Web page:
Practical Guidance to Help Identify and Combat Malnutrition in Frail Older People

Prof Paul Knight is President of the BGS and is Director of Medical Education and Consultant Physician at the Royal Infirmary, Glasgow.MTF article picture

The issue of malnutrition has been brought into sharp focus by the Francis report, where harrowing witness accounts highlighted how patients suffer when patient nutrition and assistance with feeding is not given adequate priority.  However, as geriatricians, we have long recognised the importance that adequate intake of food and fluid plays in gold-standard patient care.

Over the last 18 months or so I have been involved with the Malnutrition Task Force (MTF).  This is a multidisciplinary group hosted by AGE UK and involving participants from across health and social care, including staff involved in hospital and care home catering.

Malnutrition is a well recognised issue in older people, particularly the oldest and the most frail, and especially those who are admitted acutely to hospitals or who reside in care homes. It is thought that poor nutrition and hydration prolong hospital stay and contribute to worsening frailty.

Many organisations have drawn attention to the problems of poor nutrition over a number of years. The MTF set out not to duplicate this work but to provide practical assistance to care teams through the provision of case histories and tools for assessment and treatment.  Recognising that malnutrition often starts in the community, we have produced three guides covering the community, care homes and hospitals.  These contain important insights for the following groups:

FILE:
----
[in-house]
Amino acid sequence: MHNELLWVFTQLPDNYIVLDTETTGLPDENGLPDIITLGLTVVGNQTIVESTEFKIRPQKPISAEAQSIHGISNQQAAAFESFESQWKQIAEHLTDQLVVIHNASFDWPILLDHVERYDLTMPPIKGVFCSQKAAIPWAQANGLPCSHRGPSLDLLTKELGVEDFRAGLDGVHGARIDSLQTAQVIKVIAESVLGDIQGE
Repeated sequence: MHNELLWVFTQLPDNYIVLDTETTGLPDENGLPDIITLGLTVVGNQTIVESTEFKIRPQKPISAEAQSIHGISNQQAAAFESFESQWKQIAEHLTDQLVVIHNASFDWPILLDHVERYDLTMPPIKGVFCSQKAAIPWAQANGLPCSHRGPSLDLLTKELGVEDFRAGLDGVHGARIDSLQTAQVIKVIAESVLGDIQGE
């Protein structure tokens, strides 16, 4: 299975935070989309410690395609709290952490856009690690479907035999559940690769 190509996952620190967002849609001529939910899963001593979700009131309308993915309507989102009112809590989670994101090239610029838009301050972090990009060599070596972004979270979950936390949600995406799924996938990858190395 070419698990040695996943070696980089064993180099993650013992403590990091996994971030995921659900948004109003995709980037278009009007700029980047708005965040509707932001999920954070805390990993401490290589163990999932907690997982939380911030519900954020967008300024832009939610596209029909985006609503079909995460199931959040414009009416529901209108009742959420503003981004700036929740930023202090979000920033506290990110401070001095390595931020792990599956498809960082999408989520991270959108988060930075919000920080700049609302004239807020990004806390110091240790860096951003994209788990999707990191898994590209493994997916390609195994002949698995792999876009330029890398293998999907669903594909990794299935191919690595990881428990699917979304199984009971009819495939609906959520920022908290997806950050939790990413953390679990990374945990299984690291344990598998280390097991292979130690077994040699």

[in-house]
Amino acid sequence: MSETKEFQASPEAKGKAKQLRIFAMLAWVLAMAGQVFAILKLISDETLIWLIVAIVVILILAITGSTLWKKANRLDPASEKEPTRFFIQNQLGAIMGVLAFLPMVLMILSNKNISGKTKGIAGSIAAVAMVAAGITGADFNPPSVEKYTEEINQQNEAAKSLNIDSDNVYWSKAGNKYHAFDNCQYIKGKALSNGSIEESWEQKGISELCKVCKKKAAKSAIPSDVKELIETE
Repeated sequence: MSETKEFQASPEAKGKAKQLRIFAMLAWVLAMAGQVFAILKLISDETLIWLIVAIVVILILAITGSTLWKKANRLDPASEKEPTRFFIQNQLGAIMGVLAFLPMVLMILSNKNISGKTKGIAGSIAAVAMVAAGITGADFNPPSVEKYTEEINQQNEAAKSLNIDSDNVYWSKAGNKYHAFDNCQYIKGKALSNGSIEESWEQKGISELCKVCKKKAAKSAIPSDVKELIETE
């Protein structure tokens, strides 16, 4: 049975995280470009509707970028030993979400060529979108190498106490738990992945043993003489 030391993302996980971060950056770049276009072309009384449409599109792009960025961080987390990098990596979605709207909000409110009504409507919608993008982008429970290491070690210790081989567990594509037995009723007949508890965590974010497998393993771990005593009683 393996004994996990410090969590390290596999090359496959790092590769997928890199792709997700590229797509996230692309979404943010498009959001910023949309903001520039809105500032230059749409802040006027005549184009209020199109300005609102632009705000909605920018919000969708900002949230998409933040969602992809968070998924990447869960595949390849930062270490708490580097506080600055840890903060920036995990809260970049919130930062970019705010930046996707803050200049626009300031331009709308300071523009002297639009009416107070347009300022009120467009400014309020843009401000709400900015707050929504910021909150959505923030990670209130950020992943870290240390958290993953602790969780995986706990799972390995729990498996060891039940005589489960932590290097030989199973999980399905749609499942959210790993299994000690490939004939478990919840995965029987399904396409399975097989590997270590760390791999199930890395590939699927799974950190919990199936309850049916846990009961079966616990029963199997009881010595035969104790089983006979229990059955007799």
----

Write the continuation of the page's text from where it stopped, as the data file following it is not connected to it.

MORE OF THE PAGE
• health and social commissioners, who need to recognise that the malnourished do less well in terms of health and functional status over time. Health and social services incur unnecessary additional costs when the condition goes unrecognised and untreated.
  • both professional and informal carers, who need to recognise the important role they play in establishing and maintaining nutritional intake in frail older patients.
  • geriatricians, who need to be confident that they know how to assess, how to plan interventions along with their teams and how to monitor outcomes for patients who are malnourished

The guides can be downloaded here. The task force hopes that you might find them useful in addressing issues around poor nutrition and hydration and give you some practical hints to improve care.

*The task force received unrestricted financial grants from commercial partners – apetito, Nutricia and also from WRVS and Age UK . Nutricia and apetito have been observers on the group but have not influenced the guide writing

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